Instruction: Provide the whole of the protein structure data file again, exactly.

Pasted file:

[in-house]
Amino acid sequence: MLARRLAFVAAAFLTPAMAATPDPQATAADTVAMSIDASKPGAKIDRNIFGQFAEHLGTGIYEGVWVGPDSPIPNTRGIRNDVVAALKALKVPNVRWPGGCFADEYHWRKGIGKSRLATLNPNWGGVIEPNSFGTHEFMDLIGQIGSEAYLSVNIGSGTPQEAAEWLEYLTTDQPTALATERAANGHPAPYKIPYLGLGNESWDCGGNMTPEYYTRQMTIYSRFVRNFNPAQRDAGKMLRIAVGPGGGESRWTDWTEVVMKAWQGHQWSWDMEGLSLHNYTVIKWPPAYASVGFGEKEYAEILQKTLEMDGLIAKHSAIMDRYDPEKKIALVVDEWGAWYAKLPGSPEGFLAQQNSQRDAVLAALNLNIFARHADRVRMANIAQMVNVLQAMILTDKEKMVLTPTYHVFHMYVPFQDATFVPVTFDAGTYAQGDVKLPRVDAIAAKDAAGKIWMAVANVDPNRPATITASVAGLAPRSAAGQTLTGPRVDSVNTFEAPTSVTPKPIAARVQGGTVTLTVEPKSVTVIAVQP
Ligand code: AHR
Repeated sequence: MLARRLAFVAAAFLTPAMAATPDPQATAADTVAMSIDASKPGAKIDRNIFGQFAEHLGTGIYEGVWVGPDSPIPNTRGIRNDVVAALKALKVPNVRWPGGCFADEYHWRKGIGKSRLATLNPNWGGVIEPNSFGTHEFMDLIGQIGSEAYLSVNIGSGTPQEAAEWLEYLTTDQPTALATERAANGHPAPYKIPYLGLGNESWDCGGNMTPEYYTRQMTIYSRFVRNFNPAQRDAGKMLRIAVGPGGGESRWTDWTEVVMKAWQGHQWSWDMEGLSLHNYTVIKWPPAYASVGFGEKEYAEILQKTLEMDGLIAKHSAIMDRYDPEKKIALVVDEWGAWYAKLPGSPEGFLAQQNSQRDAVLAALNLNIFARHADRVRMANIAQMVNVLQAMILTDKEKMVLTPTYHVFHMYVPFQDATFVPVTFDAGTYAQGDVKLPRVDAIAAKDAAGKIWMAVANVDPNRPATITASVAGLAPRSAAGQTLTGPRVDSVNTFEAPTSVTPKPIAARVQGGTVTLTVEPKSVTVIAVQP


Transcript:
[in-house]
Amino acid sequence: MLARRLAFVAAAFLTPAMAATPDPQATAADTVAMSIDASKPGAKIDRNIFGQFAEHLGTGIYEGVWVGPDSPIPNTRGIRNDVVAALKALKVPNVRWPGGCFADEYHWRKGIGKSRLATLNPNWGGVIEPNSFGTHEFMDLIGQIGSEAYLSVNIGSGTPQEAAEWLEYLTTDQPTALATERAANGHPAPYKIPYLGLGNESWDCGGNMTPEYYTRQMTIYSRFVRNFNPAQRDAGKMLRIAVGPGGGESRWTDWTEVVMKAWQGHQWSWDMEGLSLHNYTVIKWPPAYASVGFGEKEYAEILQKTLEMDGLIAKHSAIMDRYDPEKKIALVVDEWGAWYAKLPGSPEGFLAQQNSQRDAVLAALNLNIFARHADRVRMANIAQMVNVLQAMILTDKEKMVLTPTYHVFHMYVPFQDATFVPVTFDAGTYAQGDVKLPRVDAIAAKDAAGKIWMAVANVDPNRPATITASVAGLAPRSAAGQTLTGPRVDSVNTFEAPTSVTPKPIAARVQGGTVTLTVEPKSVTVIAVQP
Ligand code: AHR
Repeated sequence: MLARRLAFVAAAFLTPAMAATPDPQATAADTVAMSIDASKPGAKIDRNIFGQFAEHLGTGIYEGVWVGPDSPIPNTRGIRNDVVAALKALKVPNVRWPGGCFADEYHWRKGIGKSRLATLNPNWGGVIEPNSFGTHEFMDLIGQIGSEAYLSVNIGSGTPQEAAEWLEYLTTDQPTALATERAANGHPAPYKIPYLGLGNESWDCGGNMTPEYYTRQMTIYSRFVRNFNPAQRDAGKMLRIAVGPGGGESRWTDWTEVVMKAWQGHQWSWDMEGLSLHNYTVIKWPPAYASVGFGEKEYAEILQKTLEMDGLIAKHSAIMDRYDPEKKIALVVDEWGAWYAKLPGSPEGFLAQQNSQRDAVLAALNLNIFARHADRVRMANIAQMVNVLQAMILTDKEKMVLTPTYHVFHMYVPFQDATFVPVTFDAGTYAQGDVKLPRVDAIAAKDAAGKIWMAVANVDPNRPATITASVAGLAPRSAAGQTLTGPRVDSVNTFEAPTSVTPKPIAARVQGGTVTLTVEPKSVTVIAVQP